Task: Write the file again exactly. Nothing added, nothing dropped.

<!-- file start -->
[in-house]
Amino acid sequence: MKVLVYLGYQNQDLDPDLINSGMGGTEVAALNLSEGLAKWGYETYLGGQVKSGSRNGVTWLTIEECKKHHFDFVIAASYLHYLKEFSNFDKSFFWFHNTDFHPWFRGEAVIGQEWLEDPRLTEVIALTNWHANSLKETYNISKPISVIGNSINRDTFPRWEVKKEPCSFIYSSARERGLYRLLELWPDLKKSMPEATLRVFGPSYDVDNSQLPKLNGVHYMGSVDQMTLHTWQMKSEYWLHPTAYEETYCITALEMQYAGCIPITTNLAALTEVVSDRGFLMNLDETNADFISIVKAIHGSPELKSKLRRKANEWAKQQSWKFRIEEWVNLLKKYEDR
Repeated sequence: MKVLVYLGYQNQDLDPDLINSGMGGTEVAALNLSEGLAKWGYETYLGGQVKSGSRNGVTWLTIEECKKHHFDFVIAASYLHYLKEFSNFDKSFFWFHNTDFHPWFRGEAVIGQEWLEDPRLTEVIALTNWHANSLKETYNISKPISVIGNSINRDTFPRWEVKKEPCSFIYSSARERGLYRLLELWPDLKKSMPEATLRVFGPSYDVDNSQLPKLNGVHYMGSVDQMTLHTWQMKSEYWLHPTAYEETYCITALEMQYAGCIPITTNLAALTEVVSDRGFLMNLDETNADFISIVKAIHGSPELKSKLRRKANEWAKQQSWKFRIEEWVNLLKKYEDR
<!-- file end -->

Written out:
[in-house]
Amino acid sequence: MKVLVYLGYQNQDLDPDLINSGMGGTEVAALNLSEGLAKWGYETYLGGQVKSGSRNGVTWLTIEECKKHHFDFVIAASYLHYLKEFSNFDKSFFWFHNTDFHPWFRGEAVIGQEWLEDPRLTEVIALTNWHANSLKETYNISKPISVIGNSINRDTFPRWEVKKEPCSFIYSSARERGLYRLLELWPDLKKSMPEATLRVFGPSYDVDNSQLPKLNGVHYMGSVDQMTLHTWQMKSEYWLHPTAYEETYCITALEMQYAGCIPITTNLAALTEVVSDRGFLMNLDETNADFISIVKAIHGSPELKSKLRRKANEWAKQQSWKFRIEEWVNLLKKYEDR
Repeated sequence: MKVLVYLGYQNQDLDPDLINSGMGGTEVAALNLSEGLAKWGYETYLGGQVKSGSRNGVTWLTIEECKKHHFDFVIAASYLHYLKEFSNFDKSFFWFHNTDFHPWFRGEAVIGQEWLEDPRLTEVIALTNWHANSLKETYNISKPISVIGNSINRDTFPRWEVKKEPCSFIYSSARERGLYRLLELWPDLKKSMPEATLRVFGPSYDVDNSQLPKLNGVHYMGSVDQMTLHTWQMKSEYWLHPTAYEETYCITALEMQYAGCIPITTNLAALTEVVSDRGFLMNLDETNADFISIVKAIHGSPELKSKLRRKANEWAKQQSWKFRIEEWVNLLKKYEDR